Peers debate key DLA reforms: Government to look again at renaming DLA


The government has agreed to reconsider plans to completely change the name of a key disability benefit, after it heard the new name would be confusing, misleading and could add to hostility towards disabled people.

The disabled peer Baroness [Jane] Campbell called on the government not to rename disability living allowance as “personal independence payment”, but instead to call the new benefit “disability living costs allowance”.

She told peers debating the committee stage of the government’s welfare reform bill: “Those disabled people who need to take advantage of its intent must clearly understand what it is for and who is entitled to it.

“The name should also prevent any media or general public misunderstanding about its purpose.”

She said the government’s proposed new name was inaccurate because it was “supposed to address in a small way disabled people’s extra costs of living with impairment and disabling barriers”.

Baroness Campbell said she had consulted widely with disabled people and disabled people’s groups such as Broken of Britain, as well as members of the National Centre for Independent Living and the government’s Equality 2025 advisory network of disabled people, and “all agreed that the term ‘disability living allowance’ is a far more accurate description of what the benefit is for”.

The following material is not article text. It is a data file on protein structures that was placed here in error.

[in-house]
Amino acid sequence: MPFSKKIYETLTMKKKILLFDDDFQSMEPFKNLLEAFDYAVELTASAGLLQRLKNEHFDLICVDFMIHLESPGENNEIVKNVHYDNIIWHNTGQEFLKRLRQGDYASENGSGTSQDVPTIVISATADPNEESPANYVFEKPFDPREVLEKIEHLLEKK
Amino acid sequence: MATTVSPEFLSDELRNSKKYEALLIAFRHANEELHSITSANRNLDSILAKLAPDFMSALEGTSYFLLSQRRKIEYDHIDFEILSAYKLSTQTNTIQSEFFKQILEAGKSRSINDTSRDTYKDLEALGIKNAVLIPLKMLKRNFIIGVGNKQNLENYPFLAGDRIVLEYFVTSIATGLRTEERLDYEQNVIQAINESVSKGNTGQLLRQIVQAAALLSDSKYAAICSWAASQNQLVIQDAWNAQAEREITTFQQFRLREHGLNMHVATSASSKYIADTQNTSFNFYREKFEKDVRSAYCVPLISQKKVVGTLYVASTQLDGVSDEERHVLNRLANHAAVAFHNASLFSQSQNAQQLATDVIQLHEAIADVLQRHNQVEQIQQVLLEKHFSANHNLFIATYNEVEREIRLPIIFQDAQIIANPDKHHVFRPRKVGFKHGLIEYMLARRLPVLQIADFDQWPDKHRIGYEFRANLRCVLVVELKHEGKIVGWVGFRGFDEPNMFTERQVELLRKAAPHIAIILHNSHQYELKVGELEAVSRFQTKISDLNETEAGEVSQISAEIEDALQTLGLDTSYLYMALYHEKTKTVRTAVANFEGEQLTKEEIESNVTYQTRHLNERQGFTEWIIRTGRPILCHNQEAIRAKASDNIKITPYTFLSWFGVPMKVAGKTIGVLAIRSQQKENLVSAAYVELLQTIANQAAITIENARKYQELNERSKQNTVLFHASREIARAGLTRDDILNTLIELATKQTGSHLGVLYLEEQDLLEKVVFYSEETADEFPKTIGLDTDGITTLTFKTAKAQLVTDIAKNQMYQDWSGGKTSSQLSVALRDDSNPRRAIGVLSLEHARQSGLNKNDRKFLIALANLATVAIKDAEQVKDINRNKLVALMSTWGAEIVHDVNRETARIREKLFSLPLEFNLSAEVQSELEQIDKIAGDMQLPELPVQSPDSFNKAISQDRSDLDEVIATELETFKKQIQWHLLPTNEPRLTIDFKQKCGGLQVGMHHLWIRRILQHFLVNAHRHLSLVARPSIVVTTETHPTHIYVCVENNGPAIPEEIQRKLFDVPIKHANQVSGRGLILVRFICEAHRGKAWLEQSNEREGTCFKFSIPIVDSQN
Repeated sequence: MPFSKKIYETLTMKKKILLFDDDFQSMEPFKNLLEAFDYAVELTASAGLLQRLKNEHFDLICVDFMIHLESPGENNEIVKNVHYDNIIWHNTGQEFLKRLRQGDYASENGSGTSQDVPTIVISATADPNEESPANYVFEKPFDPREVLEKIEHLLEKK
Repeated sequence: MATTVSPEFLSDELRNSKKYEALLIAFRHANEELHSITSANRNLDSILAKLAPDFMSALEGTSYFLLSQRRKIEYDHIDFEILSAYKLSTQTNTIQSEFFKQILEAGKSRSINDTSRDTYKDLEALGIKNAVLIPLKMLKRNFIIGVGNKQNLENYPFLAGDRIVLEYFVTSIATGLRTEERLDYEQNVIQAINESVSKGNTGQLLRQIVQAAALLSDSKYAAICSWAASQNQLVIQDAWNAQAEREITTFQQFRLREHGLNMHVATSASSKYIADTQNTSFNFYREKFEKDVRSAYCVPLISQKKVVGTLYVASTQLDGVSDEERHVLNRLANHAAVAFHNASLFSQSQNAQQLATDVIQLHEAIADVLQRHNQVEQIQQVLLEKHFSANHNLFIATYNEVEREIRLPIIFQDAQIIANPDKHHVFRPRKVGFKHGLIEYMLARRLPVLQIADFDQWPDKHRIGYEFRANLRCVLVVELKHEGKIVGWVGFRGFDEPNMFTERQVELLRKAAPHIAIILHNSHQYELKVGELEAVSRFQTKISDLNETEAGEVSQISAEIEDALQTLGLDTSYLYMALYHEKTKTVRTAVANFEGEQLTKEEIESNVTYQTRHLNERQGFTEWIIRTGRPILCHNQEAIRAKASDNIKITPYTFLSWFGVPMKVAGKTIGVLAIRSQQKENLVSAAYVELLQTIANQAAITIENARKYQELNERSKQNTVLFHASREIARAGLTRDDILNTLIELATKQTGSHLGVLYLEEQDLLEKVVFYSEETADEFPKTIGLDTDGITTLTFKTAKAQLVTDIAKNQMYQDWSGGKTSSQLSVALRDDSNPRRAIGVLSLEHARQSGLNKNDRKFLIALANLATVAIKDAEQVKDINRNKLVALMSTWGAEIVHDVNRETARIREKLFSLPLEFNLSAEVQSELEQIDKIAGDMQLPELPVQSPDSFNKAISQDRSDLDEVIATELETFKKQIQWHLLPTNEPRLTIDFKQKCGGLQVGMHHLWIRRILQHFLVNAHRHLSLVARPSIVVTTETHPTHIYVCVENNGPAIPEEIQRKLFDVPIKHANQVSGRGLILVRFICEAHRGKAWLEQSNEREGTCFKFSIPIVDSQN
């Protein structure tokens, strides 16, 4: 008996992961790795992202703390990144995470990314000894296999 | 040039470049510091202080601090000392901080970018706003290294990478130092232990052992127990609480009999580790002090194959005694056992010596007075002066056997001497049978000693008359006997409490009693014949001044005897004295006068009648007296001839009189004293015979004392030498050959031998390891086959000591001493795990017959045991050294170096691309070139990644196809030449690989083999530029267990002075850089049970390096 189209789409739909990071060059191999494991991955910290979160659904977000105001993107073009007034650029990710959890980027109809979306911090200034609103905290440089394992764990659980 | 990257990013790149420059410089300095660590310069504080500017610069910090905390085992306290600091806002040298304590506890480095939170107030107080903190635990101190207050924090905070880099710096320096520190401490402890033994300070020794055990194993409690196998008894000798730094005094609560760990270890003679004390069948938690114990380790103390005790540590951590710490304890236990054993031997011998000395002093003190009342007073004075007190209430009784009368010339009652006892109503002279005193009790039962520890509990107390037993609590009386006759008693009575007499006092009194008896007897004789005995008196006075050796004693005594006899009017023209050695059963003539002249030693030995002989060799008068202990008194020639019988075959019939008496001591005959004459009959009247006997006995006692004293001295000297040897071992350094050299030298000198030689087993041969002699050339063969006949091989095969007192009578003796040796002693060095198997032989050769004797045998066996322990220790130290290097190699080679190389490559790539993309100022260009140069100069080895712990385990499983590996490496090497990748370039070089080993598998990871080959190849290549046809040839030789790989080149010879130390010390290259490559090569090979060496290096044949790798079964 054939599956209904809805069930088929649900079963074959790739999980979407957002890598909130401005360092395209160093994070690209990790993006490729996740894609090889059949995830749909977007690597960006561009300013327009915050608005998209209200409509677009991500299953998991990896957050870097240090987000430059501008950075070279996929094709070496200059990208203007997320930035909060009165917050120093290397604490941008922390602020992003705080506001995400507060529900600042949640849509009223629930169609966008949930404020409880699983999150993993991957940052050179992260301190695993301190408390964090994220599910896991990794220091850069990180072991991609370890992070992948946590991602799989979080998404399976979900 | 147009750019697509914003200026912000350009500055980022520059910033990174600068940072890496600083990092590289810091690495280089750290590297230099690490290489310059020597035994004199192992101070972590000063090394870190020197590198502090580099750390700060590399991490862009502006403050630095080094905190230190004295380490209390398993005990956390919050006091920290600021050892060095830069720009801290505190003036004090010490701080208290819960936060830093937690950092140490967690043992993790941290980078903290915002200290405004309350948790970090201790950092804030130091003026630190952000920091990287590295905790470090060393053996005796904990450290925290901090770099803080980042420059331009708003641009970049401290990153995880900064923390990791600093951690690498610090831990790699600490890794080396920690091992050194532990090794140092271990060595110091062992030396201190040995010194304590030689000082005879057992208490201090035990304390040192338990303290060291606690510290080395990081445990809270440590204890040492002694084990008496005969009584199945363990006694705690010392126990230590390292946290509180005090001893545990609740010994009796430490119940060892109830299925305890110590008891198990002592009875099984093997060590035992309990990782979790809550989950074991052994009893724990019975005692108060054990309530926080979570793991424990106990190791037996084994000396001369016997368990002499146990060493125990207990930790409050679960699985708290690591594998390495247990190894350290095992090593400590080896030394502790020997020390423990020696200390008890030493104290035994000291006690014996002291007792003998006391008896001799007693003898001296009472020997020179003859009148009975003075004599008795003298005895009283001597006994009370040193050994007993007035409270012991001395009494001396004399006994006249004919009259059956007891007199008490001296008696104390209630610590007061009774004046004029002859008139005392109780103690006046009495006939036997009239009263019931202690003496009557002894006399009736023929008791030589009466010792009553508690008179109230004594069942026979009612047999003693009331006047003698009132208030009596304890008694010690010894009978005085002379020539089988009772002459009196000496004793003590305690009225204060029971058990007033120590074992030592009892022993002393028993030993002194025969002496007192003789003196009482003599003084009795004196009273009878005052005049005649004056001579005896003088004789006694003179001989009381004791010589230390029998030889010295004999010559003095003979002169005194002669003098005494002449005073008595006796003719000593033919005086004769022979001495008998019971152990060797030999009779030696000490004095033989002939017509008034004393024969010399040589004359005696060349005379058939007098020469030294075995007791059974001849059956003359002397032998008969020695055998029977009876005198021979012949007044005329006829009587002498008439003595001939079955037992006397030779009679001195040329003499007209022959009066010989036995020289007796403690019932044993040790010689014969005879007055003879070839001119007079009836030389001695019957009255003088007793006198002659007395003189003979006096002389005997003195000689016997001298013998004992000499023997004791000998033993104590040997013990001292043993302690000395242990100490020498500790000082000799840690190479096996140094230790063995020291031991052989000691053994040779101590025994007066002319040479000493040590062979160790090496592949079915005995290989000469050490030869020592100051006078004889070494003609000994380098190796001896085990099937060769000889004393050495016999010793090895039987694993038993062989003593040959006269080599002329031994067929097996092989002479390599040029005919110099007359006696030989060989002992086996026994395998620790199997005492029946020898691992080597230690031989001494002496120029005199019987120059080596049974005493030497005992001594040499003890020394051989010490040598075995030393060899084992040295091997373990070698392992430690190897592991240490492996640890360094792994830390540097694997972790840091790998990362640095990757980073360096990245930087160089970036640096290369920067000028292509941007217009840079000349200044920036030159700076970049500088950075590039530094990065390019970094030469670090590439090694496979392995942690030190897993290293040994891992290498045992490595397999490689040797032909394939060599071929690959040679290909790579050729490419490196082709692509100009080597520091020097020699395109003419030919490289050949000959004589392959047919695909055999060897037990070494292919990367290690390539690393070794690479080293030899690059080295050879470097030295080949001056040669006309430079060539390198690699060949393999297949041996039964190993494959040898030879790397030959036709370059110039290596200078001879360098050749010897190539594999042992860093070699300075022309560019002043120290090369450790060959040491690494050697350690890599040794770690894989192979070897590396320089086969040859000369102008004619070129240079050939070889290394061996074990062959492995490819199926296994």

Baroness [Rosalie] Wilkins, the disabled Labour peer, added: “Now more than ever, this week’s shocking press headlines vilifying disabled people as scroungers could not teach us more clearly that it is essential that the press and public know what this benefit is for, that they are given no excuse for the misinformation, and that the name spells out clearly what is in the tin. It is a disability living costs allowance.”

Baroness Campbell’s proposed amendment to the bill drew striking levels of cross-party support, including backing from Lord Newton, who as Tony Newton was the Conservative secretary of state responsible for introducing DLA in 1992.

Lord Freud, the Conservative welfare reform minister, claimed the new name had “found favour in many quarters”, but agreed to ask Maria Miller, the disabled people’s minister, to reconsider the name and “seek further feedback from disabled people”.

Baroness Campbell said she was “thrilled” that the government had agreed to reconsider the issue, and also said she liked a slightly different version of her suggested name – “personal disability costs payment” – that had been proposed by a fellow peer.

17 November 2011

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